Review: Andrew J. Schmutzer & David M. Howard Jr.’s The Psalms: Language for All Seasons of the Soul

I’m planning on spending a lot of time in the Psalms this year so I’ve been looking for books that will help me get the most from my reading. The Psalms: Language for All Seasons of the Soul was the perfect book at the perfect time.

You will find the journey through this forest dense. It’s not your entry level reading, but there’s so much beauty to behold. It’s worth the steady toil. Also, the chapters get gradually less technical. The last part gathers sermons on particular Psalms and so readability increases there.

The Psalms starts with big picture concerns. Three chapters discuss scholarship and studies on the Psalms and set the ground work for the methods and interpretation applied later. You might be tempted to skip over these chapters if you’re not used to thicker reading, but they are important for understanding the concepts in later chapters. I appreciate the focus on the transcendence of the Psalms in this section (beyond the individual and corporate settings), the push back against Western individualism, and the encouragement to re-approach the faith tradition of our forefathers for understanding the Psalms (the church today, for instance, doesn’t quite know what to do with lament, whereas traditions of the past were able to grasp and incorporate this into their everyday faith and liturgy).

The second and third parts forage for nourishment in the Psalms of praise and lament. For pastors who are looking to preach from the Psalms, these sections are where theory meets application and everyday life. You could live in these chapters for weeks. Our churches today seem comfortable in the Psalms of praise. We have an abundance of good praise songs--some of which directly pull from the Psalms of praise--but as stated earlier we are woefully confused when we approach laments. A few observations from the book about lament. First, lament is not the same thing as confession of sin. Lament and confession often travel together, but lament is more of a sorrow and grieving over sin. Second, lament and praise are often paired. Michael E. Travers quotes C. S. Lewis calling this pairing ““severe delight’” (125). Confession and lament can feel severe, but restored fellowship with God is a delight so we praise. Third, laments are complaints against God to God. This shouldn’t be confused with grumbling like we see in Exodus. That was complaints about God but not to Him. One God encourages and other He judges. Last, laments force the believer to fall back on the promises of God (144). We see this time and time again in the Psalter’s laments. You have this intense lament then a rehearsal of God’s promises thereafter.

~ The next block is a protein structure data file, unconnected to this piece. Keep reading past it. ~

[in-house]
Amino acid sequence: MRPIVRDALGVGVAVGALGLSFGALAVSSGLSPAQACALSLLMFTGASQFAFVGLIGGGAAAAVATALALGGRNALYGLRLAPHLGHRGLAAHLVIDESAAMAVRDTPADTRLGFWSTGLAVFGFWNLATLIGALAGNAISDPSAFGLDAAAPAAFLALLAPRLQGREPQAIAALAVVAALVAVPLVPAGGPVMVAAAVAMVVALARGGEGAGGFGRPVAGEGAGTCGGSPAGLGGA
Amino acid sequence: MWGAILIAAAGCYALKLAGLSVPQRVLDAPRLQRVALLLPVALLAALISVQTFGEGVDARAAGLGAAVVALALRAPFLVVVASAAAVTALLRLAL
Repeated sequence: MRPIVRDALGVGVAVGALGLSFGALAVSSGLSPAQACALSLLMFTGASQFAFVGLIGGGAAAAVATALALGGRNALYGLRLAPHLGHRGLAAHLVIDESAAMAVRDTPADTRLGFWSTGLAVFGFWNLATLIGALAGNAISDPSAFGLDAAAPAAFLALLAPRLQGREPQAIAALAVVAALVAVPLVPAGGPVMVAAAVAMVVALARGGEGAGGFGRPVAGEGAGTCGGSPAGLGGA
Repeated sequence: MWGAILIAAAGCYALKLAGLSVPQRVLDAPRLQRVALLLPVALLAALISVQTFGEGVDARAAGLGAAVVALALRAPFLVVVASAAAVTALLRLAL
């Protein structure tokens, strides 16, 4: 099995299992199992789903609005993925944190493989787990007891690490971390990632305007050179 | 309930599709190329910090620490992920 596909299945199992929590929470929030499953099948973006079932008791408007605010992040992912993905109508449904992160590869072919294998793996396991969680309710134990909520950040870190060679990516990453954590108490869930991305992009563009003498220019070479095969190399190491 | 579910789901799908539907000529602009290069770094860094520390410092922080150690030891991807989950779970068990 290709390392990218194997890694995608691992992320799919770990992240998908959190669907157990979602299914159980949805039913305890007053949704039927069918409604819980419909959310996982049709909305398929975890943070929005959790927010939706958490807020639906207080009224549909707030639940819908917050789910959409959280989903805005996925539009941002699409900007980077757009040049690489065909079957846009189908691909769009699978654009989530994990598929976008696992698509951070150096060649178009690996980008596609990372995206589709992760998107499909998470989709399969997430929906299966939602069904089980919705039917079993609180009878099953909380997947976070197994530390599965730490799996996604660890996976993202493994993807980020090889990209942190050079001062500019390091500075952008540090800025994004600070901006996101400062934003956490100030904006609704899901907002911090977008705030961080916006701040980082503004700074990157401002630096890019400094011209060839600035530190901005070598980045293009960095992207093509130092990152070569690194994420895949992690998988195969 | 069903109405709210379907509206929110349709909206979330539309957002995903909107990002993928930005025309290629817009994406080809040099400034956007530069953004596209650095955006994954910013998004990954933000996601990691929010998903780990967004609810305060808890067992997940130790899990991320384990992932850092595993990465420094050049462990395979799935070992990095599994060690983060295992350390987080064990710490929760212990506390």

The fourth part looks at the Psalms as a whole. This section is concerned with the overall content, arrangement, and thematic unfolding. I enjoyed the first chapter in this section by Robert Cole. In it he argues that Psalms 1 & 2 are an introduction. He also demonstrates that the righteous man in Psalms 1 is revealed as the Messianic King in Psalms 2. As a whole, this fourth part provides new eyes for reading through the Psalms. All the authors did a great job focusing on the Messianic themes and structures in the Psalms. An excellent section for those looking to preach the Psalms with Jesus Christ as the center. The final section is filled with sermons and deals with communicating all the information provided previously in a way that engages. These are sermons that focus on Jesus Christ and Christians lamenting to God. I found these sermons as chapters a refreshing way to end an arduous journey.

For those who love the Psalms and also sense that there’s an authentic spirituality found in them that’s missing today, The Psalms provides a fresh and helpful way to read this biblical poetry. A way which turns our attention back to the corporate nature of Christian living. A way which turns our eyes to Jesus Christ and allows us to get a sense of the tension these early Christians experienced living before the advent of Messiah. A way which allows us to lament honestly to our God about the suffering we experience in the here and now.


Disclosure of Material Connection: I received this book free from the publisher. I was not required to write a positive review. The opinions I have expressed are my own. I am disclosing this in accordance with the Federal Trade Commission’s 16 CFR, Part 255: “Guides Concerning the Use of Endorsements and Testimonials in Advertising.”